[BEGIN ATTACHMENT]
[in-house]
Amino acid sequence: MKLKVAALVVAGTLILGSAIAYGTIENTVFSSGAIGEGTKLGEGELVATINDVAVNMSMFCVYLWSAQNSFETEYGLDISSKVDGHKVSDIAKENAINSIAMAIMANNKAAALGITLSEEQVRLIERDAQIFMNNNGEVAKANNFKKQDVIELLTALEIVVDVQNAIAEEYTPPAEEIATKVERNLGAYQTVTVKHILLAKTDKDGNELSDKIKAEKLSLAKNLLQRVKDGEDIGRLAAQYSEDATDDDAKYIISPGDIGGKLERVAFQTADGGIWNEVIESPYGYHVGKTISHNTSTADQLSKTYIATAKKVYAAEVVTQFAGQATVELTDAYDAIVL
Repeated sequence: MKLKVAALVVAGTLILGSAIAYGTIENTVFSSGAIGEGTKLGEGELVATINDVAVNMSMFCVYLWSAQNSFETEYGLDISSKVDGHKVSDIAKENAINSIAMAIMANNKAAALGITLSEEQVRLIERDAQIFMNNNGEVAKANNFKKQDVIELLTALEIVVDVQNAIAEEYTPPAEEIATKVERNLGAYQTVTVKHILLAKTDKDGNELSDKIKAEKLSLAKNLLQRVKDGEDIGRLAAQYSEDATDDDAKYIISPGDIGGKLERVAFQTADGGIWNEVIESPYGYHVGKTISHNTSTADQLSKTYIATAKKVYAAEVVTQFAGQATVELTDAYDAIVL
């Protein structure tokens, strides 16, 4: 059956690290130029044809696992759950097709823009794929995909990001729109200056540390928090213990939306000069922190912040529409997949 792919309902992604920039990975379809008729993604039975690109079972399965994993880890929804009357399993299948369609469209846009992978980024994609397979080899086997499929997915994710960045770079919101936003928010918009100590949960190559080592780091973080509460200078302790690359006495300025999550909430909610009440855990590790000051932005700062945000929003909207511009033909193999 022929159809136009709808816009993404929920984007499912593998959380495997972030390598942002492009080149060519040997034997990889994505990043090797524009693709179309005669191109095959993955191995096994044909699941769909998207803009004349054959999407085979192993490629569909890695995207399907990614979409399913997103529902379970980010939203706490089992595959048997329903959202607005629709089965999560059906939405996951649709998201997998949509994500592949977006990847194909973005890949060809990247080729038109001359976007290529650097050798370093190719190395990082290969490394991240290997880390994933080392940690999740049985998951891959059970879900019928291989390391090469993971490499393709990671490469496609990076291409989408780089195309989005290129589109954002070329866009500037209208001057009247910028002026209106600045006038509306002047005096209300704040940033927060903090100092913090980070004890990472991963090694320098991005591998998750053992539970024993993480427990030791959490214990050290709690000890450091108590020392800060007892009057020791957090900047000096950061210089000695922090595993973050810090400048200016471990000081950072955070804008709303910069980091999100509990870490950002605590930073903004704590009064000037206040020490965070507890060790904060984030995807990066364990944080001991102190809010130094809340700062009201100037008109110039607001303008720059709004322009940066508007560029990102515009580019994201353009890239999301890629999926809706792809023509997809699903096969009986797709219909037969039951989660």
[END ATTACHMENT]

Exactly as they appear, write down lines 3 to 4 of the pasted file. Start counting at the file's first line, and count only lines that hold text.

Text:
Repeated sequence: MKLKVAALVVAGTLILGSAIAYGTIENTVFSSGAIGEGTKLGEGELVATINDVAVNMSMFCVYLWSAQNSFETEYGLDISSKVDGHKVSDIAKENAINSIAMAIMANNKAAALGITLSEEQVRLIERDAQIFMNNNGEVAKANNFKKQDVIELLTALEIVVDVQNAIAEEYTPPAEEIATKVERNLGAYQTVTVKHILLAKTDKDGNELSDKIKAEKLSLAKNLLQRVKDGEDIGRLAAQYSEDATDDDAKYIISPGDIGGKLERVAFQTADGGIWNEVIESPYGYHVGKTISHNTSTADQLSKTYIATAKKVYAAEVVTQFAGQATVELTDAYDAIVL
């Protein structure tokens, strides 16, 4: 059956690290130029044809696992759950097709823009794929995909990001729109200056540390928090213990939306000069922190912040529409997949 792919309902992604920039990975379809008729993604039975690109079972399965994993880890929804009357399993299948369609469209846009992978980024994609397979080899086997499929997915994710960045770079919101936003928010918009100590949960190559080592780091973080509460200078302790690359006495300025999550909430909610009440855990590790000051932005700062945000929003909207511009033909193999 022929159809136009709808816009993404929920984007499912593998959380495997972030390598942002492009080149060519040997034997990889994505990043090797524009693709179309005669191109095959993955191995096994044909699941769909998207803009004349054959999407085979192993490629569909890695995207399907990614979409399913997103529902379970980010939203706490089992595959048997329903959202607005629709089965999560059906939405996951649709998201997998949509994500592949977006990847194909973005890949060809990247080729038109001359976007290529650097050798370093190719190395990082290969490394991240290997880390994933080392940690999740049985998951891959059970879900019928291989390391090469993971490499393709990671490469496609990076291409989408780089195309989005290129589109954002070329866009500037209208001057009247910028002026209106600045006038509306002047005096209300704040940033927060903090100092913090980070004890990472991963090694320098991005591998998750053992539970024993993480427990030791959490214990050290709690000890450091108590020392800060007892009057020791957090900047000096950061210089000695922090595993973050810090400048200016471990000081950072955070804008709303910069980091999100509990870490950002605590930073903004704590009064000037206040020490965070507890060790904060984030995807990066364990944080001991102190809010130094809340700062009201100037008109110039607001303008720059709004322009940066508007560029990102515009580019994201353009890239999301890629999926809706792809023509997809699903096969009986797709219909037969039951989660």